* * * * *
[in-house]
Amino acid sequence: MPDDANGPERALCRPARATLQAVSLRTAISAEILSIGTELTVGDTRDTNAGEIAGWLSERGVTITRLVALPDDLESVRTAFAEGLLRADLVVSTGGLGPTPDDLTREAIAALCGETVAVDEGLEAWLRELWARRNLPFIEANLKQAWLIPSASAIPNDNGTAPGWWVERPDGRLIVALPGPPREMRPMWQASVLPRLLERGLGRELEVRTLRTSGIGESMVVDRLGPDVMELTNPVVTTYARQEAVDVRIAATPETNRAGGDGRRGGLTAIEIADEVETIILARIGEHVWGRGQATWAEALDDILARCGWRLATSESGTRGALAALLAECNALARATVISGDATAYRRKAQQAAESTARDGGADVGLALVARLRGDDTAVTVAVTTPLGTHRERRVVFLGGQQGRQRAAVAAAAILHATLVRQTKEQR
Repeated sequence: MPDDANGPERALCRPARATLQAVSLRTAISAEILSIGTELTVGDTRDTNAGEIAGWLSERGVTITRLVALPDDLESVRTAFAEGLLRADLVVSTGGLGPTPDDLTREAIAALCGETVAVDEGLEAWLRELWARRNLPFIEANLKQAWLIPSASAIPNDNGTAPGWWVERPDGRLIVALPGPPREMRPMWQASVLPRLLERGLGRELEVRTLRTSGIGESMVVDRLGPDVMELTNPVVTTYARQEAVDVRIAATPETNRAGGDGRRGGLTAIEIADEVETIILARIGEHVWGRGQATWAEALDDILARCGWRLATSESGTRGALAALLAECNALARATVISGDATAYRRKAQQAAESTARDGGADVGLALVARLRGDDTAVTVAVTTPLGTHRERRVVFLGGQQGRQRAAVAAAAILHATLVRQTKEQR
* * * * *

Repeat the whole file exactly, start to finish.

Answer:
[in-house]
Amino acid sequence: MPDDANGPERALCRPARATLQAVSLRTAISAEILSIGTELTVGDTRDTNAGEIAGWLSERGVTITRLVALPDDLESVRTAFAEGLLRADLVVSTGGLGPTPDDLTREAIAALCGETVAVDEGLEAWLRELWARRNLPFIEANLKQAWLIPSASAIPNDNGTAPGWWVERPDGRLIVALPGPPREMRPMWQASVLPRLLERGLGRELEVRTLRTSGIGESMVVDRLGPDVMELTNPVVTTYARQEAVDVRIAATPETNRAGGDGRRGGLTAIEIADEVETIILARIGEHVWGRGQATWAEALDDILARCGWRLATSESGTRGALAALLAECNALARATVISGDATAYRRKAQQAAESTARDGGADVGLALVARLRGDDTAVTVAVTTPLGTHRERRVVFLGGQQGRQRAAVAAAAILHATLVRQTKEQR
Repeated sequence: MPDDANGPERALCRPARATLQAVSLRTAISAEILSIGTELTVGDTRDTNAGEIAGWLSERGVTITRLVALPDDLESVRTAFAEGLLRADLVVSTGGLGPTPDDLTREAIAALCGETVAVDEGLEAWLRELWARRNLPFIEANLKQAWLIPSASAIPNDNGTAPGWWVERPDGRLIVALPGPPREMRPMWQASVLPRLLERGLGRELEVRTLRTSGIGESMVVDRLGPDVMELTNPVVTTYARQEAVDVRIAATPETNRAGGDGRRGGLTAIEIADEVETIILARIGEHVWGRGQATWAEALDDILARCGWRLATSESGTRGALAALLAECNALARATVISGDATAYRRKAQQAAESTARDGGADVGLALVARLRGDDTAVTVAVTTPLGTHRERRVVFLGGQQGRQRAAVAAAAILHATLVRQTKEQR